United States District Court, M.D. Pennsylvania
MATTHEW W. BRANN, District Judge.
Defendants Encore Medical Corporation, Encore Medical, L.P., DJO Incorporated, and DJO Surgical (hereinafter, "Defendants") filed a Motion to Dismiss Plaintiffs Fred and Martha Dailey's Complaint for failure to state a claim upon which relief can be granted pursuant to Rule 12(b)(6) of the Federal Rules of Civil Procedure. Defs.' Mot. Dismiss, Sept. 3, 2014, ECF No. 3 (hereinafter "Defs.' Mot."). Plaintiffs' Complaint, filed August 18, 2014 in the Court of Common Pleas of Centre County, Pennsylvania, alleges one count for negligence, based on various theories of liability, one count for manufacturing defect based upon a theory of strict liability, and one count for Mrs. Dailey's loss of consortium. Pl.'s Compl., Aug. 18, 2014, ECF No. 1 (hereinafter "Pl.'s Compl."). Defendants seek to dismiss Plaintiff's Complaint against them in its entirety. This Court retains diversity jurisdiction pursuant to 28 U.S.C. § 1332. Consequently, Pennsylvania substantive law applies. See, e.g., Erie R. Co. v. Tompkins, 304 U.S. 64, 91-92 (1938). For the reasons discussed, Defendants' Motion to Dismiss is granted in its entirety because Plaintiffs' Complaint is barred by the applicable statute of limitations.
On August 23, 2013, Plaintiffs initiated the above-captioned civil action by filing a Writ of Summons in the Court of Common Pleas of Centre County, Pennsylvania. On August 18, 2014, Plaintiffs filed their Complaint in the Court of Common Pleas of Centre County, Pennsylvania, alleging one count of negligence based upon various theories of liability, one count of strict liability due to manufacturing defect, and one count of loss of consortium. On August 20, 2014, Defendants removed the case to this Court pursuant to 28 U.S.C. §§ 1332(a), 1441(a), and 1446. On September 3, 2014, Defendants moved to dismiss Plaintiffs' Complaint in its entirety.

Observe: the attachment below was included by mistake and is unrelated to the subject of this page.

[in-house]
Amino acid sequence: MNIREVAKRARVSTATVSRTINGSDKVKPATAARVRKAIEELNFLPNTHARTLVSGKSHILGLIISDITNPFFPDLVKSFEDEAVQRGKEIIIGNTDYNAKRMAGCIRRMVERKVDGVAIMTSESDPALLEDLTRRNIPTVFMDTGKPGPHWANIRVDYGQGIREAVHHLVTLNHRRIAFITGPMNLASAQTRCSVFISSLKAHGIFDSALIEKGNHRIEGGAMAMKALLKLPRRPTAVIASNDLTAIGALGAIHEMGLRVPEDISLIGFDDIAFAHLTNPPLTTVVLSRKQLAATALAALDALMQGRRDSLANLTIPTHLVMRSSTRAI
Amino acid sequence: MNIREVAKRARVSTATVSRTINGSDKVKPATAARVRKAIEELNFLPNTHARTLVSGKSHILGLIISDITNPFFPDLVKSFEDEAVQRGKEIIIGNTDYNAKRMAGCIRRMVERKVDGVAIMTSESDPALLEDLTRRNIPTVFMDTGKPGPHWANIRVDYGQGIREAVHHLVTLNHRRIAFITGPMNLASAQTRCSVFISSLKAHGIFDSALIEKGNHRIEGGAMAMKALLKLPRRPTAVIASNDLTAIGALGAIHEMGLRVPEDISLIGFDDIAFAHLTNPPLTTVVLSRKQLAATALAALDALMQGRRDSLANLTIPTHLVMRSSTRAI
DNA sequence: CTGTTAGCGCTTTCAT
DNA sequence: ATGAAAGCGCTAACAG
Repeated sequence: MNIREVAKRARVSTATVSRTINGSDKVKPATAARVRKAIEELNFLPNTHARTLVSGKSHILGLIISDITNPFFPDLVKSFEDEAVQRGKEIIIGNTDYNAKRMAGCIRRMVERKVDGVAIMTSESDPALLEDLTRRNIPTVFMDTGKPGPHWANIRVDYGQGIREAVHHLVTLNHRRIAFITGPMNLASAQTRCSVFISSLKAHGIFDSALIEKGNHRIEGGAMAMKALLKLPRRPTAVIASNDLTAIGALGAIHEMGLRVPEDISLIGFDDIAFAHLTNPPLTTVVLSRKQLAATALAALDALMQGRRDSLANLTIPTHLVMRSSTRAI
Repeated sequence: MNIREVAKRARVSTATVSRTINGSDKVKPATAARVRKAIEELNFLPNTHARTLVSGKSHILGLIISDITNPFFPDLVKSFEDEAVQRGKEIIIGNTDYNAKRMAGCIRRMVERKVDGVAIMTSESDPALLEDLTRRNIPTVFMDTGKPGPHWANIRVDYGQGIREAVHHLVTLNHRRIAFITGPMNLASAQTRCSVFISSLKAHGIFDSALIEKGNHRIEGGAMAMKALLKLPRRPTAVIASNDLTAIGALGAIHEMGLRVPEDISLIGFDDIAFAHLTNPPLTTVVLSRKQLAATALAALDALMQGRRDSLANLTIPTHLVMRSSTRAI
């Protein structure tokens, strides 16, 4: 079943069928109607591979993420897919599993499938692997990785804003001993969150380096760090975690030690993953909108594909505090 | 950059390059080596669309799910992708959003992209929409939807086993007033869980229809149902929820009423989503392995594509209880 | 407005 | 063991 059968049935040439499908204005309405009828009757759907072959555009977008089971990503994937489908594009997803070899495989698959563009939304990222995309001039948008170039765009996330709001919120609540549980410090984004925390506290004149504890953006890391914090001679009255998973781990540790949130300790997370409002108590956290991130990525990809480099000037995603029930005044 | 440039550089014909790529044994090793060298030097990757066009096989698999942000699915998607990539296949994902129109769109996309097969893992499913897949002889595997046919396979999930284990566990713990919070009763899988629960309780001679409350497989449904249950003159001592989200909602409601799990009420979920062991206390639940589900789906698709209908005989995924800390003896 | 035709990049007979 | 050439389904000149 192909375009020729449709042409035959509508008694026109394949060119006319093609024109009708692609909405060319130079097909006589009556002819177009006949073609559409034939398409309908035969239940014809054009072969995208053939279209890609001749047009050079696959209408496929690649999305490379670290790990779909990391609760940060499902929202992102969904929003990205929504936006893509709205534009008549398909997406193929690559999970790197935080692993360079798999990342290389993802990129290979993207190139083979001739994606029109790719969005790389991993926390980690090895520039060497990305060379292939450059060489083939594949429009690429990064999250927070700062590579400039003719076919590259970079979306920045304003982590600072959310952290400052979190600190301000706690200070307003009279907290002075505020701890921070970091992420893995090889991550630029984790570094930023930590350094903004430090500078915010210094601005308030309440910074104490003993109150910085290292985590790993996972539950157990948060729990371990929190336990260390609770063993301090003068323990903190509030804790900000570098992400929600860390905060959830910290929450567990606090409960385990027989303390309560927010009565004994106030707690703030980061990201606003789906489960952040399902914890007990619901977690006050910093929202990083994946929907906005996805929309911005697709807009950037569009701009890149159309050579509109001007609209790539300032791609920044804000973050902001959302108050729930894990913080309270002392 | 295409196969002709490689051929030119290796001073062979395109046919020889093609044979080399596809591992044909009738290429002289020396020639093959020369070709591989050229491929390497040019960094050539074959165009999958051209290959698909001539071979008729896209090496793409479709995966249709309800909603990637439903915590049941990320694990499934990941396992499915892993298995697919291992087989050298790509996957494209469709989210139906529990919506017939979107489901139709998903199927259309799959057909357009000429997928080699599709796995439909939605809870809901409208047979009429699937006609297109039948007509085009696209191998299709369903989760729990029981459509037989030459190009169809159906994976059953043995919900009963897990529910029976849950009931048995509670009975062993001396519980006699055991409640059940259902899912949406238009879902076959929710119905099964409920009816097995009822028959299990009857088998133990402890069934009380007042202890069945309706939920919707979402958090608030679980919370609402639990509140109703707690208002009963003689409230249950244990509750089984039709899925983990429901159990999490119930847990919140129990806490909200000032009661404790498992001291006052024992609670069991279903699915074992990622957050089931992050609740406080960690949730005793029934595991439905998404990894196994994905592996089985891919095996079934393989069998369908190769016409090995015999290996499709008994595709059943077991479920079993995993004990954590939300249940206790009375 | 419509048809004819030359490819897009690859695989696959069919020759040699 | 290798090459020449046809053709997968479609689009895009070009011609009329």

The following allegations are taken from Plaintiffs' Complaint and are accepted as true for the purposes of the instant motion.
This case arises from the implantation and subsequent failure of an artificial knee replacement device produced by the Defendants and implanted into the Plaintiff Fred Dailey's left knee on or about August 15, 2005. Pl.'s Compl. ¶ 8-9. The surgery was performed by Kenneth Cherry, M.D., at the Mount Nittany Medical Center. Id. ¶ 9. Prior to the surgery, Plaintiff was provided no indication or warning by Defendants that the artificial knee's post tibial insert and/or polyethylene was destined to fail or had any particular life expectancy. Id. ¶ 17. This was Plaintiff's second knee replacement, the first being performed by Dr. Cherry at some point in 1999. Id. ¶ 6-7. Though the knee replacement initially functioned satisfactorily, while out at a restaurant at some point in the summer of 2011, Plaintiff felt like his left knee was going to give out on him. Id . ¶ 10. X-rays that were taken on July 28, 2011 did not disclose that there was anything wrong with the implant. Id. ¶ 11-12. Nevertheless, Dr. Cherry recommended a revision, which occurred on August 23, 2011. Id. ¶ 13.
Plaintiff's admittance records from Mt. Nittany Medical Center state that: